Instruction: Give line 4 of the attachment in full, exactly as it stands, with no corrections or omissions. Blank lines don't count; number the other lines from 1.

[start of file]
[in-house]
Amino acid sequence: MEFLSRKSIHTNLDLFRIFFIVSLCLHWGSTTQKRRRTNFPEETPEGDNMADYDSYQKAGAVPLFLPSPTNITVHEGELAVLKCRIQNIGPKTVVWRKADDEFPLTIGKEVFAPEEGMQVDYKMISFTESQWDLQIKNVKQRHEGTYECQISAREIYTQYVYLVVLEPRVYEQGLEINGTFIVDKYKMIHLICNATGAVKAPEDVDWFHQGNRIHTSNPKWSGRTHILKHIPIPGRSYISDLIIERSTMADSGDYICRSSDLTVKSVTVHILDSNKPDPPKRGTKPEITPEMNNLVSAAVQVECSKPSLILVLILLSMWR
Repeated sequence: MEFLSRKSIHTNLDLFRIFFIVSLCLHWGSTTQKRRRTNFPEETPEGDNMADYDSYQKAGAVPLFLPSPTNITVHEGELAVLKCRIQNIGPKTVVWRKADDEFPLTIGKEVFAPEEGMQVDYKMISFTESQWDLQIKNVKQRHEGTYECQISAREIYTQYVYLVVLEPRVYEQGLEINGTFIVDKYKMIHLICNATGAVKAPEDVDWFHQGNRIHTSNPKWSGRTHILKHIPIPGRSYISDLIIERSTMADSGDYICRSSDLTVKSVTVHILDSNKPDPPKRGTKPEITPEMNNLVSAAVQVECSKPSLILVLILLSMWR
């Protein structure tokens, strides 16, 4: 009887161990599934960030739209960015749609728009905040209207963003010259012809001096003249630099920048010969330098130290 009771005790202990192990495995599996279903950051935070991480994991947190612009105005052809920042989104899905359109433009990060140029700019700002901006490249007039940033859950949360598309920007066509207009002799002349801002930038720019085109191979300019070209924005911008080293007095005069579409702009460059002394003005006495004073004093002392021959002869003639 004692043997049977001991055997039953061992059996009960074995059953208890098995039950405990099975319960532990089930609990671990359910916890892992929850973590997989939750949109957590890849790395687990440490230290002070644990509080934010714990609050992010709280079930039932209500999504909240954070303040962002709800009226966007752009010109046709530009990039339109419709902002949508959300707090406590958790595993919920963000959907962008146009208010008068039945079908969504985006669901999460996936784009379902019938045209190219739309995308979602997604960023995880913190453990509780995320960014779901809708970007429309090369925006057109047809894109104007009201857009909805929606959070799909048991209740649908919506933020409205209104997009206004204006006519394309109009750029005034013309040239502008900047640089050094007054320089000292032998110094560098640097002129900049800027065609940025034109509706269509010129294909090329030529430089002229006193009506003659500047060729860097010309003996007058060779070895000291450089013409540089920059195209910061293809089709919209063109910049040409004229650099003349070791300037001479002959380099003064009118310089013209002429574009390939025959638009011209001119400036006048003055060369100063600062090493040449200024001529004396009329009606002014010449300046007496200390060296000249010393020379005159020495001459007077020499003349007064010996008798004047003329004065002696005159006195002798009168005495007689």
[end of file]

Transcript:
């Protein structure tokens, strides 16, 4: 009887161990599934960030739209960015749609728009905040209207963003010259012809001096003249630099920048010969330098130290 009771005790202990192990495995599996279903950051935070991480994991947190612009105005052809920042989104899905359109433009990060140029700019700002901006490249007039940033859950949360598309920007066509207009002799002349801002930038720019085109191979300019070209924005911008080293007095005069579409702009460059002394003005006495004073004093002392021959002869003639 004692043997049977001991055997039953061992059996009960074995059953208890098995039950405990099975319960532990089930609990671990359910916890892992929850973590997989939750949109957590890849790395687990440490230290002070644990509080934010714990609050992010709280079930039932209500999504909240954070303040962002709800009226966007752009010109046709530009990039339109419709902002949508959300707090406590958790595993919920963000959907962008146009208010008068039945079908969504985006669901999460996936784009379902019938045209190219739309995308979602997604960023995880913190453990509780995320960014779901809708970007429309090369925006057109047809894109104007009201857009909805929606959070799909048991209740649908919506933020409205209104997009206004204006006519394309109009750029005034013309040239502008900047640089050094007054320089000292032998110094560098640097002129900049800027065609940025034109509706269509010129294909090329030529430089002229006193009506003659500047060729860097010309003996007058060779070895000291450089013409540089920059195209910061293809089709919209063109910049040409004229650099003349070791300037001479002959380099003064009118310089013209002429574009390939025959638009011209001119400036006048003055060369100063600062090493040449200024001529004396009329009606002014010449300046007496200390060296000249010393020379005159020495001459007077020499003349007064010996008798004047003329004065002696005159006195002798009168005495007689």